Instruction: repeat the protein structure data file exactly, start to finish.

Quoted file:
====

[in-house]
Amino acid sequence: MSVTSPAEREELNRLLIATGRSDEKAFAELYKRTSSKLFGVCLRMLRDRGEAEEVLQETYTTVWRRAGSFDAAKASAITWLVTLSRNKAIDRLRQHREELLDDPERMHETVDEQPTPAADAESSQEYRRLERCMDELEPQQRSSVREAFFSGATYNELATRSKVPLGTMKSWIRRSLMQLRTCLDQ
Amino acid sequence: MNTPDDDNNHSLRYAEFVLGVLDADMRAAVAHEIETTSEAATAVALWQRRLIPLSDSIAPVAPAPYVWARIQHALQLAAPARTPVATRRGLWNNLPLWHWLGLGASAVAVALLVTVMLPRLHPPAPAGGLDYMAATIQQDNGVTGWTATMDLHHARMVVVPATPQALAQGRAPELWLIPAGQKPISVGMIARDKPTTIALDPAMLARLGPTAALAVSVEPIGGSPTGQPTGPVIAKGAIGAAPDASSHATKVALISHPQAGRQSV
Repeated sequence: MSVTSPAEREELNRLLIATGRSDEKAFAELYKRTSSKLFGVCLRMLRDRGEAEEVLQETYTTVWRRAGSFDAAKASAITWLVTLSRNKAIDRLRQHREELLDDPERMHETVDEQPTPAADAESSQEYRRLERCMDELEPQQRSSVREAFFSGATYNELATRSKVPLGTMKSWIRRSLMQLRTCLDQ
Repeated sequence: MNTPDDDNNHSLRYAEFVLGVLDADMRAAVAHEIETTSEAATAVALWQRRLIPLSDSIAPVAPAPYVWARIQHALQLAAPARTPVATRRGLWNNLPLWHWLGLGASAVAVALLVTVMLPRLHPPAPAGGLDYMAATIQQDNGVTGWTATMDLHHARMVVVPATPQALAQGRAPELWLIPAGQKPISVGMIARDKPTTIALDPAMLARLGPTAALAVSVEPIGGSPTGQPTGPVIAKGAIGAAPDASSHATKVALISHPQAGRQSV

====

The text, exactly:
[in-house]
Amino acid sequence: MSVTSPAEREELNRLLIATGRSDEKAFAELYKRTSSKLFGVCLRMLRDRGEAEEVLQETYTTVWRRAGSFDAAKASAITWLVTLSRNKAIDRLRQHREELLDDPERMHETVDEQPTPAADAESSQEYRRLERCMDELEPQQRSSVREAFFSGATYNELATRSKVPLGTMKSWIRRSLMQLRTCLDQ
Amino acid sequence: MNTPDDDNNHSLRYAEFVLGVLDADMRAAVAHEIETTSEAATAVALWQRRLIPLSDSIAPVAPAPYVWARIQHALQLAAPARTPVATRRGLWNNLPLWHWLGLGASAVAVALLVTVMLPRLHPPAPAGGLDYMAATIQQDNGVTGWTATMDLHHARMVVVPATPQALAQGRAPELWLIPAGQKPISVGMIARDKPTTIALDPAMLARLGPTAALAVSVEPIGGSPTGQPTGPVIAKGAIGAAPDASSHATKVALISHPQAGRQSV
Repeated sequence: MSVTSPAEREELNRLLIATGRSDEKAFAELYKRTSSKLFGVCLRMLRDRGEAEEVLQETYTTVWRRAGSFDAAKASAITWLVTLSRNKAIDRLRQHREELLDDPERMHETVDEQPTPAADAESSQEYRRLERCMDELEPQQRSSVREAFFSGATYNELATRSKVPLGTMKSWIRRSLMQLRTCLDQ
Repeated sequence: MNTPDDDNNHSLRYAEFVLGVLDADMRAAVAHEIETTSEAATAVALWQRRLIPLSDSIAPVAPAPYVWARIQHALQLAAPARTPVATRRGLWNNLPLWHWLGLGASAVAVALLVTVMLPRLHPPAPAGGLDYMAATIQQDNGVTGWTATMDLHHARMVVVPATPQALAQGRAPELWLIPAGQKPISVGMIARDKPTTIALDPAMLARLGPTAALAVSVEPIGGSPTGQPTGPVIAKGAIGAAPDASSHATKVALISHPQAGRQSV